Increasing your social media impact through data and measurement
This blog post was written by our Strategy Intern, Natasha Winegar. When she is not strategizing at Big Duck she is a graduate student at Milano School of International Affairs, Management, and Urban Policy at The New School. You can follow her on Twitter @natashawinegar.
Do the words data and measurement scare you a bit? Don’t worry – it isn’t as scary as it seems. Beth Kanter and Katie Delahaye Paine explain it all in their new book Measuring the Networked Nonprofit: Using Data to Change the World. Last week a bunch of Ducks headed over to the book release at 501TechNYC to hear from the authors.
Beth and KD explained that whether your nonprofit is already using social media or is still trying to figure out which tools make sense for you, harnessing the power of data and measuring that data are key to creating big impact through social media networks. To be a success, your nonprofit must be networked, be data-informed, and use measurement.
Here are my key takeaways from their great discussion:
- Define your strategy, then pick your tools. You need to know your goals, audience, and what you are trying to measure before you pick a tool.
Lead with a networked mindset. Think collectively, develop your networks, and integrate data into your organization’s way of doing things. This is a cultural shift, not a program.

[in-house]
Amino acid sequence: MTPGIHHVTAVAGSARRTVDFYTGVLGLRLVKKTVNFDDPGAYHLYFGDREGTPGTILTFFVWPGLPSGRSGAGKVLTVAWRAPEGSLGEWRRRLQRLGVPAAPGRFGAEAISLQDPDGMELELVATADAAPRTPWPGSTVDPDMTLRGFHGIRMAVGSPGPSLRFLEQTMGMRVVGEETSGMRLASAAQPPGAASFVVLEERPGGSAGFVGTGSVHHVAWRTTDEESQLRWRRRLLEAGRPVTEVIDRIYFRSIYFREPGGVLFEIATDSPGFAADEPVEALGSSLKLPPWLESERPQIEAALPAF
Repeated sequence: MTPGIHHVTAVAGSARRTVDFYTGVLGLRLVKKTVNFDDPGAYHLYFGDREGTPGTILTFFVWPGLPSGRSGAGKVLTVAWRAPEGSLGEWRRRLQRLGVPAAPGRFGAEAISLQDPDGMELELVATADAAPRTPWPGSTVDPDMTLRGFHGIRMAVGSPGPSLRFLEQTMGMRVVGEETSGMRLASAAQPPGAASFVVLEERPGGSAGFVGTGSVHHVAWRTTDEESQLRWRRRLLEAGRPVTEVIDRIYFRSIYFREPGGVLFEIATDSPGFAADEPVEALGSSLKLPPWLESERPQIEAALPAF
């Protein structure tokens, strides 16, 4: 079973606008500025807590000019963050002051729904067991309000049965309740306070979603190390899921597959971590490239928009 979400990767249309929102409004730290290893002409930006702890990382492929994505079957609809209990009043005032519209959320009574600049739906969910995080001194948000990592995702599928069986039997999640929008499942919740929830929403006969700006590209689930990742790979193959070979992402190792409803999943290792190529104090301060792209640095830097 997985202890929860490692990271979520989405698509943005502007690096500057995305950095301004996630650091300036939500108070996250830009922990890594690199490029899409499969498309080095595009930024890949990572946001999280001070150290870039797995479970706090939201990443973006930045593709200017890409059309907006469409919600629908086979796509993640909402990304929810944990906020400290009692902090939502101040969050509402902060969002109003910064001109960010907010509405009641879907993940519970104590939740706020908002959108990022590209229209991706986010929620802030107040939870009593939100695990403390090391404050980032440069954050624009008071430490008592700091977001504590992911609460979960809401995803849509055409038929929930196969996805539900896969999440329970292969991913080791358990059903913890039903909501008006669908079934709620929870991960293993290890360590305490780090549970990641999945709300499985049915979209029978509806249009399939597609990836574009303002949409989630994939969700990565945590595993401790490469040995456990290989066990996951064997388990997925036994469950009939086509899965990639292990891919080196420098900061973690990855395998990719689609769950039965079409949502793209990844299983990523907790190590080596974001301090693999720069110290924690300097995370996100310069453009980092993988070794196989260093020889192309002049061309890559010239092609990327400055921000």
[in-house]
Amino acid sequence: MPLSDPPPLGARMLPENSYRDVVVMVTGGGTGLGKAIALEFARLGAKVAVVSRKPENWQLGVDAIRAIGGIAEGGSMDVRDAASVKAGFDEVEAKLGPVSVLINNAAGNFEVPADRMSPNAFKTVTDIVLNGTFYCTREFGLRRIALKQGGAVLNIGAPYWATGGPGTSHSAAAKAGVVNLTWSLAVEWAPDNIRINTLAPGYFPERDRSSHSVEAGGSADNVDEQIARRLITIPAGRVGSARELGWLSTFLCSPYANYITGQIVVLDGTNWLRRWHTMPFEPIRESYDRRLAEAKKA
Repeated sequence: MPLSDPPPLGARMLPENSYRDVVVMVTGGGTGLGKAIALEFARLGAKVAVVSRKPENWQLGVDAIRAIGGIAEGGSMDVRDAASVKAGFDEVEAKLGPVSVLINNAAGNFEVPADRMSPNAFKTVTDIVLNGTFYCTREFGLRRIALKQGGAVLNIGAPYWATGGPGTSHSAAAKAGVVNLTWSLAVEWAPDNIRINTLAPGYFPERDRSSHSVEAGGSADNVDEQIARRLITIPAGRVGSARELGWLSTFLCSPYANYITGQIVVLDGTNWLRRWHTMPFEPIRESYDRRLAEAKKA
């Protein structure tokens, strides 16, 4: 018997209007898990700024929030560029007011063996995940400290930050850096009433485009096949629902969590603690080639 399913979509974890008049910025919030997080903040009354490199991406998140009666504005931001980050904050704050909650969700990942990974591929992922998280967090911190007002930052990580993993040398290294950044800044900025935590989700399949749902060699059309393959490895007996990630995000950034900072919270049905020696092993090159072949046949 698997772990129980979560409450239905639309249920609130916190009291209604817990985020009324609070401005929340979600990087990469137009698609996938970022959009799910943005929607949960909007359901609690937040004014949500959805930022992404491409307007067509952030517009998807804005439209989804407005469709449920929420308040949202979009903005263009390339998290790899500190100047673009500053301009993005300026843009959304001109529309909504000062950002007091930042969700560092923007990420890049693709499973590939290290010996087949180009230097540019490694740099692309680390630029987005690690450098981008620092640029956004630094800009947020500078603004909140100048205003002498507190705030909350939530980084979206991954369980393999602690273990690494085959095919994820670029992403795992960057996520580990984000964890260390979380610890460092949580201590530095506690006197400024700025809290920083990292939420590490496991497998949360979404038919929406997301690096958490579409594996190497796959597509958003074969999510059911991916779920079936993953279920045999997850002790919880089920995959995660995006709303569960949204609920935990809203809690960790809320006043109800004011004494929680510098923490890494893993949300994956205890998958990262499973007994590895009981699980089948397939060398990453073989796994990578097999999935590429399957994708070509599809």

Crawl, Walk, Run, Fly. Beth and KD use this model to outline the stages that a nonprofit takes to become more networked, data-driven, and measurable. Baby steps are okay – we all start with them. Even little ducks don’t start flying right away – they have to learn. The key is to keep moving forward and keep learning.
Ask why, why, why. It isn’t enough to just observe your data, you have to understand it. Measuring your data helps you make sense of it. It is great that your Facebook traffic went up last week, but you have to understand why it went up. Beth and KD’s advice: ask why 3x.
Listen to your data and learn from it. If the data shows that the event you plan every year just isn’t getting results, stop doing it. As Beth and KD put it, “stop doing stupid stuff.” It is ok to fail. Your organization can learn a lot from its failures.
5 stages of measurement acceptance. Are you in denial that measuring your data is important? Perhaps you are afraid – after all, this involves numbers! Or maybe a bit confused about how to do all this. You’re not alone. According to Beth and KD, there are 5 stages to accepting the importance of measurement: denial, fear, confusion, delight, and data-informed.
Networking and measurement require time and investment. People and knowledge are key to making it all happen.
Take a gander at their book tour slides: